ab-

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English[edit]

Etymology 1[edit]

From Old English æf, from Latin ab-, from Ancient Greek ἀπό (apó, from), from Sanskrit अप (ápa, away).[1] See Proto-Indo-European *apo-.

Alternative forms[edit]

  • a- (found if the root word started with m, p, or v)
  • abs- (found if the root word started with c or t)

Prefix[edit]

ab-

  1. (non-productive) From
    absorb
  2. (non-productive) Away from; outside of.
    abnormal, abaxial.

Etymology 2[edit]

Abbreviation of absolute.

Prefix[edit]

ab-

  1. (physics) A unit of electromagnetic charge in the centimeter-gram-second system: the abcoulomb.

References[edit]

  1. ^ Elliott K. Dobbie, C. William Dunmore, Robert K. Barnhart, et al. (editors), Chambers Dictionary of Etymology (Chambers Harrap Publishers Ltd, 2004 [1998], ISBN 0550142304), page 1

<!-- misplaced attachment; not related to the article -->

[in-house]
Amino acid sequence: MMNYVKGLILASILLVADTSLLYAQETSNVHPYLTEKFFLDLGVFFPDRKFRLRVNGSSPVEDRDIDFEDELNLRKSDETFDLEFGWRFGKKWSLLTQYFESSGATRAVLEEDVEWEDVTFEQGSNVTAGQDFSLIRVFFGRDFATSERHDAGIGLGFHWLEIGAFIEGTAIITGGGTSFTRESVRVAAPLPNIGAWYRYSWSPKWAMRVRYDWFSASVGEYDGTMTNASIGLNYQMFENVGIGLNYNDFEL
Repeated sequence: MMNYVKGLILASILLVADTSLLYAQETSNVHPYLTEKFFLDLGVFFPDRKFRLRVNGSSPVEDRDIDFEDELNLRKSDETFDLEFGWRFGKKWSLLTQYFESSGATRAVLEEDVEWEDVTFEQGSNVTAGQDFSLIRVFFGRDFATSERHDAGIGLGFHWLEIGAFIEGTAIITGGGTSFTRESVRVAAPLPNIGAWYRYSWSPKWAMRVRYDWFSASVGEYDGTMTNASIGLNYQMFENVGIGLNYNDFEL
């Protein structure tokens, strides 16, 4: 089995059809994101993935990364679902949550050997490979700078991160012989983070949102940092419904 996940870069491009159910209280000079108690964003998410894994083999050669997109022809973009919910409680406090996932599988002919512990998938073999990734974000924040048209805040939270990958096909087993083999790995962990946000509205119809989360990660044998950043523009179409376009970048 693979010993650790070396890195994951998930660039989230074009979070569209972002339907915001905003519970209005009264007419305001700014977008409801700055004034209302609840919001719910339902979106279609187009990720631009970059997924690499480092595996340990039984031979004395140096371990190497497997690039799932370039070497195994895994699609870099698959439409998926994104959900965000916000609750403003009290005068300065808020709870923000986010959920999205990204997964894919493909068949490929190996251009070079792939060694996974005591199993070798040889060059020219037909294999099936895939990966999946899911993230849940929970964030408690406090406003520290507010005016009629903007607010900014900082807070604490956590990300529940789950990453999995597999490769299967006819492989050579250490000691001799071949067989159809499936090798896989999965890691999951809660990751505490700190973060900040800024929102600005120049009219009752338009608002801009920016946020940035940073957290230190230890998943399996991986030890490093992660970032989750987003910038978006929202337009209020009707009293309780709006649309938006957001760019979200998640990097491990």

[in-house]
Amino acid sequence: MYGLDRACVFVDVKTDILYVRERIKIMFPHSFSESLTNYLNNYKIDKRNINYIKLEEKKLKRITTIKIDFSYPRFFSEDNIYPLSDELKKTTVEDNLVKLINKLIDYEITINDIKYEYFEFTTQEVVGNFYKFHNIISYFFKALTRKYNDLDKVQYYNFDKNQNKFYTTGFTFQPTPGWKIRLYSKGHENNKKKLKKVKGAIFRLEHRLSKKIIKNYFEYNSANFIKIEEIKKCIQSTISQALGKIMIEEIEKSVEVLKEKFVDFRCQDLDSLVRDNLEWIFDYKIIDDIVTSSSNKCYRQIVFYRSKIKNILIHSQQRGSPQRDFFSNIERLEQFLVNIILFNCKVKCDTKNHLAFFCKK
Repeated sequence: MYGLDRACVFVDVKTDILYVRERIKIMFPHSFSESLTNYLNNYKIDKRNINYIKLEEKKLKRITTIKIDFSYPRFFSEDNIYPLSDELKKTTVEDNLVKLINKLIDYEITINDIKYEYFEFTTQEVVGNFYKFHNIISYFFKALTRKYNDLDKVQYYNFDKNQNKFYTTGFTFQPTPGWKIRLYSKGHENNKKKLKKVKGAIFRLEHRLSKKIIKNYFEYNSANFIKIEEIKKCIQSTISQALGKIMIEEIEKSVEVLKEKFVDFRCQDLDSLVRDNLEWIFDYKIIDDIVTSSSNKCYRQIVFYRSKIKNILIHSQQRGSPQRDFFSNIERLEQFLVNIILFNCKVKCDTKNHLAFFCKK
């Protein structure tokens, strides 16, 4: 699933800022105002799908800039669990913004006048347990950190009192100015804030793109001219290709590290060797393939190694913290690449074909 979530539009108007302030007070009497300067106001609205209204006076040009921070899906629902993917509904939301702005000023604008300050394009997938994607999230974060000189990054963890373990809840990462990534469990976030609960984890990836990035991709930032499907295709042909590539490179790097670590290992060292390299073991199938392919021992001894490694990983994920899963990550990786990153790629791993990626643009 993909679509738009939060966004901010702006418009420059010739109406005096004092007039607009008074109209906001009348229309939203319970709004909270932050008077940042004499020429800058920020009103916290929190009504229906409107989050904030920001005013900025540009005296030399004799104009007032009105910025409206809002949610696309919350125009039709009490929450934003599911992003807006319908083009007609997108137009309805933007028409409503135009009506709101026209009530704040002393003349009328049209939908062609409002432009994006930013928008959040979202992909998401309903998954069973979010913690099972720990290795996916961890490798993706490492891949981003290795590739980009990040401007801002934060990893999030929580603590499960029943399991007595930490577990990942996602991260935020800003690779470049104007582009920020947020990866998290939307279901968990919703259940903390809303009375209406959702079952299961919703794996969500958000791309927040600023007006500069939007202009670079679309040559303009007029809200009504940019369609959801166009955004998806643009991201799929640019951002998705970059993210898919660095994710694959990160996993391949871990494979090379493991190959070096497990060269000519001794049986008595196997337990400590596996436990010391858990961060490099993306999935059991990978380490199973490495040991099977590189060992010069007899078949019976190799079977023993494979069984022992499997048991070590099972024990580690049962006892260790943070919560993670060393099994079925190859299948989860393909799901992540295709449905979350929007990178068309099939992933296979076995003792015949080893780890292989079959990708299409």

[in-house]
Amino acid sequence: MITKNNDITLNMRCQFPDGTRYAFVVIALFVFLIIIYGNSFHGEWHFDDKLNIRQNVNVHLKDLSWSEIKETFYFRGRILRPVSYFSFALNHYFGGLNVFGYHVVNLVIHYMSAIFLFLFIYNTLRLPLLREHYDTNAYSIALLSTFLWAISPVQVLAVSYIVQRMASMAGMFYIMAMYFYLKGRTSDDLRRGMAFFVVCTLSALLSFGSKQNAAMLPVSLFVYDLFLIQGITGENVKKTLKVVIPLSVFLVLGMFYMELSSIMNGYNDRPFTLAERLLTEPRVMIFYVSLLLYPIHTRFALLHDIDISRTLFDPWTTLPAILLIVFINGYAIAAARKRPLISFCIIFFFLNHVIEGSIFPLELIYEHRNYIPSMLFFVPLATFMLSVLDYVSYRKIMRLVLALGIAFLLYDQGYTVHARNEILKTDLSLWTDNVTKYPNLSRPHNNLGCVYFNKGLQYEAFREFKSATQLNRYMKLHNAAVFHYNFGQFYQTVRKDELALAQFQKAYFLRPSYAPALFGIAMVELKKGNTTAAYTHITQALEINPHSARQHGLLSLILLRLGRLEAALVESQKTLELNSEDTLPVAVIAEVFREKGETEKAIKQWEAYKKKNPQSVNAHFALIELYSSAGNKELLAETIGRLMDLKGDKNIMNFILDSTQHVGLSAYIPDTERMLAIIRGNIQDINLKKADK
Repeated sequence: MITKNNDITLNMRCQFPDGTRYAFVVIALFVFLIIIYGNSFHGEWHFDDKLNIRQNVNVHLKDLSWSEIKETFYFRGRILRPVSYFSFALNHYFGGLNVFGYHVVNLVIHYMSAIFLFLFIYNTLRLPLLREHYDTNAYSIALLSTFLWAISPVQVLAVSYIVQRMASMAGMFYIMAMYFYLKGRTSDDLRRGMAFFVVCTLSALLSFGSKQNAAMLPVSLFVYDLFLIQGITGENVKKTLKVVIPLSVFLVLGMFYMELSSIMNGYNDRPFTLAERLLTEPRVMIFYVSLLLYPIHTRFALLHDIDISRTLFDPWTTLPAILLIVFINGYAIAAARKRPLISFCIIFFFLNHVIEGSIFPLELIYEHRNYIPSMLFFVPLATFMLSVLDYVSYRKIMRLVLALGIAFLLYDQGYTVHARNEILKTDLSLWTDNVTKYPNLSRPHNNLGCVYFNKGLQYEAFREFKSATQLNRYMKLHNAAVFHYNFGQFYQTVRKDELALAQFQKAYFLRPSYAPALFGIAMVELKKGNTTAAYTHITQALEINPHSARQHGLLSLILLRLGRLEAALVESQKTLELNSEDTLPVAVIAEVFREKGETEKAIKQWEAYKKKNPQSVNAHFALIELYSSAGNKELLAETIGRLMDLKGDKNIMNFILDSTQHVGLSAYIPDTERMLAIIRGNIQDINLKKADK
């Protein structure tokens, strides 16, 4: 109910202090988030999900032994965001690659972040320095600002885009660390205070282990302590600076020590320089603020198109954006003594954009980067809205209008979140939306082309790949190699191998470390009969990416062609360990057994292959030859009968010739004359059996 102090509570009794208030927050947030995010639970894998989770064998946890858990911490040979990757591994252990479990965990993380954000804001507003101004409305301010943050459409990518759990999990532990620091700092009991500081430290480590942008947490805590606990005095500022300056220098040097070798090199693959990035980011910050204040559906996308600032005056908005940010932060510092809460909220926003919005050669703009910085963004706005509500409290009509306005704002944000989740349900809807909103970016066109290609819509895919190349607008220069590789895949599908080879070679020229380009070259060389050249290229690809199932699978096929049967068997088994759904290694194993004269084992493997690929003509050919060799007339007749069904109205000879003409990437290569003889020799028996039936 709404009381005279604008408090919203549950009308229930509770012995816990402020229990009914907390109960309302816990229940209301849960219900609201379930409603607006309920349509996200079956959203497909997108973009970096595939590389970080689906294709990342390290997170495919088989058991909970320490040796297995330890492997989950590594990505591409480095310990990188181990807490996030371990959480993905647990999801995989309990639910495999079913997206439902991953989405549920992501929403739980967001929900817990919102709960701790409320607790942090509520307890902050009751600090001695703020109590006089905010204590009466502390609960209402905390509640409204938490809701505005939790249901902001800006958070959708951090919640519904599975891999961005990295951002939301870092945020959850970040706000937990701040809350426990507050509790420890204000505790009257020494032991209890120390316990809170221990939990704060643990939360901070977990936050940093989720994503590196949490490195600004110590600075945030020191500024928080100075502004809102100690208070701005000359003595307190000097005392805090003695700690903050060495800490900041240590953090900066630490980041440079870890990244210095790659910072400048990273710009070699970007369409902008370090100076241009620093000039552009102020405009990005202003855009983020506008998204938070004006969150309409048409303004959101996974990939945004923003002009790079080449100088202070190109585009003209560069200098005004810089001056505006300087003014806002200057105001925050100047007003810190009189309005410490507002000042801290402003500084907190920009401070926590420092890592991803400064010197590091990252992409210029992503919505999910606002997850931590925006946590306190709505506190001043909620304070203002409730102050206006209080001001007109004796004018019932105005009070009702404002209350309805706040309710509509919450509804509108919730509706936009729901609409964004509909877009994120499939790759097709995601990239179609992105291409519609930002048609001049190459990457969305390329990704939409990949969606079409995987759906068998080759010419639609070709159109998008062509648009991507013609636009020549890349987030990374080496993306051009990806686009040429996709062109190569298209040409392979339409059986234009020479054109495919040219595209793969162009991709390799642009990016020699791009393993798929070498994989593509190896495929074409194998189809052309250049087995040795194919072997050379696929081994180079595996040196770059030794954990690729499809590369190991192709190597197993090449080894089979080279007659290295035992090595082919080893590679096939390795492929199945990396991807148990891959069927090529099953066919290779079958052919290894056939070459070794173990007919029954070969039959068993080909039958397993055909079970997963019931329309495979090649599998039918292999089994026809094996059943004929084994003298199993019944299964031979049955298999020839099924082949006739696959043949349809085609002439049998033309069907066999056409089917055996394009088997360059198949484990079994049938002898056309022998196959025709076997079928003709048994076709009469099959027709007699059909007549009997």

• ab- at OneLook Dictionary Search

German[edit]

Etymology[edit]

From Old High German ab, from Proto-Germanic *ab.

Pronunciation[edit]

  • (Standard German) IPA(key): /ap/, [ʔäpʰ]
  • (Switzerland) IPA(key): /ab̥/

Prefix[edit]

ab-

  1. Separable verb prefix, from.
    abfahren (to depart from).
  2. Separable verb prefix that indicates removal or quitting, off.
    abspülen (to rinse off, to wash off).
  3. Separable verb prefix that indicates a downward movement, down.
  4. Separable verb prefix that indicates from or of.

Synonyms[edit]

Antonyms[edit]

Derived terms[edit]

See also[edit]


Latin[edit]

Alternative forms[edit]

Etymology[edit]

From ab (from, of, away from)

Prefix[edit]

ab-

  1. A prefix in many words of Latin origin. It signifies from, of, as in aboriginal, absorb, OR away, separating, or departure, as in abduct, abstract, abscond. See a-.